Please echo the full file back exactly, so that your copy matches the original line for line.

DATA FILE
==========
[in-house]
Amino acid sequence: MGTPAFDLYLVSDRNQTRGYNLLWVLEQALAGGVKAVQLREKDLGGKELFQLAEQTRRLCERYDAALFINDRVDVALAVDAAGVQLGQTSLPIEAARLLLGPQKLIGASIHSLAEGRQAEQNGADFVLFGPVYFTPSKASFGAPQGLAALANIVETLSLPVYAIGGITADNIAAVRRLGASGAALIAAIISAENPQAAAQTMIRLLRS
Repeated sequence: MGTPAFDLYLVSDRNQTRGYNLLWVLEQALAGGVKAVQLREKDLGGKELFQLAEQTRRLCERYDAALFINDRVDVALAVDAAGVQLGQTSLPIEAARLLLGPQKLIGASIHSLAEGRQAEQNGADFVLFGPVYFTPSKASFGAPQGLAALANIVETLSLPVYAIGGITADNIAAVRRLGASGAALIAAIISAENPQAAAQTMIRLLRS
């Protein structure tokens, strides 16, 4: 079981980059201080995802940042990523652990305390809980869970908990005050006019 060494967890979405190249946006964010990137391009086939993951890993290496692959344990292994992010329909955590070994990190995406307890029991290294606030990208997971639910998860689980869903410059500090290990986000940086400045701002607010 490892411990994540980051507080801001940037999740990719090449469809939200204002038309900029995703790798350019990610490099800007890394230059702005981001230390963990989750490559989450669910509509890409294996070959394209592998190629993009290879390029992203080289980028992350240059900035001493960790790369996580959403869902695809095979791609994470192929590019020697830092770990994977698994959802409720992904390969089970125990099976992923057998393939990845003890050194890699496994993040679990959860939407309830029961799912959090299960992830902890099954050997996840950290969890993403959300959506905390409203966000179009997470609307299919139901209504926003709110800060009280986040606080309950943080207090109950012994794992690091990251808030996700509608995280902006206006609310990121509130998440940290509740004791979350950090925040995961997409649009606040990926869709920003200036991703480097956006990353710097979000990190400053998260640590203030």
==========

[in-house]
Amino acid sequence: MGTPAFDLYLVSDRNQTRGYNLLWVLEQALAGGVKAVQLREKDLGGKELFQLAEQTRRLCERYDAALFINDRVDVALAVDAAGVQLGQTSLPIEAARLLLGPQKLIGASIHSLAEGRQAEQNGADFVLFGPVYFTPSKASFGAPQGLAALANIVETLSLPVYAIGGITADNIAAVRRLGASGAALIAAIISAENPQAAAQTMIRLLRS
Repeated sequence: MGTPAFDLYLVSDRNQTRGYNLLWVLEQALAGGVKAVQLREKDLGGKELFQLAEQTRRLCERYDAALFINDRVDVALAVDAAGVQLGQTSLPIEAARLLLGPQKLIGASIHSLAEGRQAEQNGADFVLFGPVYFTPSKASFGAPQGLAALANIVETLSLPVYAIGGITADNIAAVRRLGASGAALIAAIISAENPQAAAQTMIRLLRS
């Protein structure tokens, strides 16, 4: 079981980059201080995802940042990523652990305390809980869970908990005050006019 060494967890979405190249946006964010990137391009086939993951890993290496692959344990292994992010329909955590070994990190995406307890029991290294606030990208997971639910998860689980869903410059500090290990986000940086400045701002607010 490892411990994540980051507080801001940037999740990719090449469809939200204002038309900029995703790798350019990610490099800007890394230059702005981001230390963990989750490559989450669910509509890409294996070959394209592998190629993009290879390029992203080289980028992350240059900035001493960790790369996580959403869902695809095979791609994470192929590019020697830092770990994977698994959802409720992904390969089970125990099976992923057998393939990845003890050194890699496994993040679990959860939407309830029961799912959090299960992830902890099954050997996840950290969890993403959300959506905390409203966000179009997470609307299919139901209504926003709110800060009280986040606080309950943080207090109950012994794992690091990251808030996700509608995280902006206006609310990121509130998440940290509740004791979350950090925040995961997409649009606040990926869709920003200036991703480097956006990353710097979000990190400053998260640590203030």